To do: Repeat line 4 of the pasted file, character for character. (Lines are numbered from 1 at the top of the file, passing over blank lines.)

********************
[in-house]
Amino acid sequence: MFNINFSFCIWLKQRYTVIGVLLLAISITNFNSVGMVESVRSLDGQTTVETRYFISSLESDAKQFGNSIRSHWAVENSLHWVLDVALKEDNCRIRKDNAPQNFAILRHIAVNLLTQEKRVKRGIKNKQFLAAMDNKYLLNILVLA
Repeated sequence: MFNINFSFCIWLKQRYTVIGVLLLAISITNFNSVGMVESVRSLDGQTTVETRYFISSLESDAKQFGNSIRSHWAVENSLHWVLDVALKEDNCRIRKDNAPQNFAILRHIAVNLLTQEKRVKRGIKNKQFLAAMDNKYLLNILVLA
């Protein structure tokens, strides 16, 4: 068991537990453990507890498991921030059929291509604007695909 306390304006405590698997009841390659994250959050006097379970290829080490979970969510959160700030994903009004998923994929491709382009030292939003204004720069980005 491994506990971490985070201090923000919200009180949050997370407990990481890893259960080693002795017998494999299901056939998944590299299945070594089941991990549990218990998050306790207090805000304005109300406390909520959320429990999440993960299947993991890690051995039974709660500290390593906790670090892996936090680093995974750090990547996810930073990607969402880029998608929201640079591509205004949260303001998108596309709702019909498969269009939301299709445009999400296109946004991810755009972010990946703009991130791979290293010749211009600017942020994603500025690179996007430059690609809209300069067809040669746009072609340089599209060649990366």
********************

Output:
């Protein structure tokens, strides 16, 4: 068991537990453990507890498991921030059929291509604007695909 306390304006405590698997009841390659994250959050006097379970290829080490979970969510959160700030994903009004998923994929491709382009030292939003204004720069980005 491994506990971490985070201090923000919200009180949050997370407990990481890893259960080693002795017998494999299901056939998944590299299945070594089941991990549990218990998050306790207090805000304005109300406390909520959320429990999440993960299947993991890690051995039974709660500290390593906790670090892996936090680093995974750090990547996810930073990607969402880029998608929201640079591509205004949260303001998108596309709702019909498969269009939301299709445009999400296109946004991810755009972010990946703009991130791979290293010749211009600017942020994603500025690179996007430059690609809209300069067809040669746009072609340089599209060649990366």